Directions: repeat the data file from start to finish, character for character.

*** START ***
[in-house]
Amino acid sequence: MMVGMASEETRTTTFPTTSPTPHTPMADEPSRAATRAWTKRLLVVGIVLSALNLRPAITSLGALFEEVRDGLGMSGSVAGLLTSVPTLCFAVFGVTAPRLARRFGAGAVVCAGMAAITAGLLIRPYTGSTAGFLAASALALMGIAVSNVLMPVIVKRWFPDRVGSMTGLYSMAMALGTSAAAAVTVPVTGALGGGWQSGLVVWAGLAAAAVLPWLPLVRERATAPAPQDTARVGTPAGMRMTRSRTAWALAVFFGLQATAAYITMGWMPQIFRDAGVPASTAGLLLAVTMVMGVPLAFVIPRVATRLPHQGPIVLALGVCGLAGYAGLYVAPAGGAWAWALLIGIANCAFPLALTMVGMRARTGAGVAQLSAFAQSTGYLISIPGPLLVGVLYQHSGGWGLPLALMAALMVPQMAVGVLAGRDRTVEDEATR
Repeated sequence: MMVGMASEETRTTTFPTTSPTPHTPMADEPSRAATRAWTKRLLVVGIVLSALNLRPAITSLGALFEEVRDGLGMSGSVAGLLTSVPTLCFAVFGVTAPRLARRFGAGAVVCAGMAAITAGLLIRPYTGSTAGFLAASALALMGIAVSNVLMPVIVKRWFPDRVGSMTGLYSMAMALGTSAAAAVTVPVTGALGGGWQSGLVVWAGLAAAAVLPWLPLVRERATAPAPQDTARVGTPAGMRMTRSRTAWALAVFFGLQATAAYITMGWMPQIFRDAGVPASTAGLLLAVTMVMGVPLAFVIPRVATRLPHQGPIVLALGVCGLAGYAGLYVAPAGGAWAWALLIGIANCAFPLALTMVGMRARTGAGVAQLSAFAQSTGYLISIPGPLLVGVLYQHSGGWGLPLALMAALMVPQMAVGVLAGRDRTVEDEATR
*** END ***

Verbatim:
[in-house]
Amino acid sequence: MMVGMASEETRTTTFPTTSPTPHTPMADEPSRAATRAWTKRLLVVGIVLSALNLRPAITSLGALFEEVRDGLGMSGSVAGLLTSVPTLCFAVFGVTAPRLARRFGAGAVVCAGMAAITAGLLIRPYTGSTAGFLAASALALMGIAVSNVLMPVIVKRWFPDRVGSMTGLYSMAMALGTSAAAAVTVPVTGALGGGWQSGLVVWAGLAAAAVLPWLPLVRERATAPAPQDTARVGTPAGMRMTRSRTAWALAVFFGLQATAAYITMGWMPQIFRDAGVPASTAGLLLAVTMVMGVPLAFVIPRVATRLPHQGPIVLALGVCGLAGYAGLYVAPAGGAWAWALLIGIANCAFPLALTMVGMRARTGAGVAQLSAFAQSTGYLISIPGPLLVGVLYQHSGGWGLPLALMAALMVPQMAVGVLAGRDRTVEDEATR
Repeated sequence: MMVGMASEETRTTTFPTTSPTPHTPMADEPSRAATRAWTKRLLVVGIVLSALNLRPAITSLGALFEEVRDGLGMSGSVAGLLTSVPTLCFAVFGVTAPRLARRFGAGAVVCAGMAAITAGLLIRPYTGSTAGFLAASALALMGIAVSNVLMPVIVKRWFPDRVGSMTGLYSMAMALGTSAAAAVTVPVTGALGGGWQSGLVVWAGLAAAAVLPWLPLVRERATAPAPQDTARVGTPAGMRMTRSRTAWALAVFFGLQATAAYITMGWMPQIFRDAGVPASTAGLLLAVTMVMGVPLAFVIPRVATRLPHQGPIVLALGVCGLAGYAGLYVAPAGGAWAWALLIGIANCAFPLALTMVGMRARTGAGVAQLSAFAQSTGYLISIPGPLLVGVLYQHSGGWGLPLALMAALMVPQMAVGVLAGRDRTVEDEATR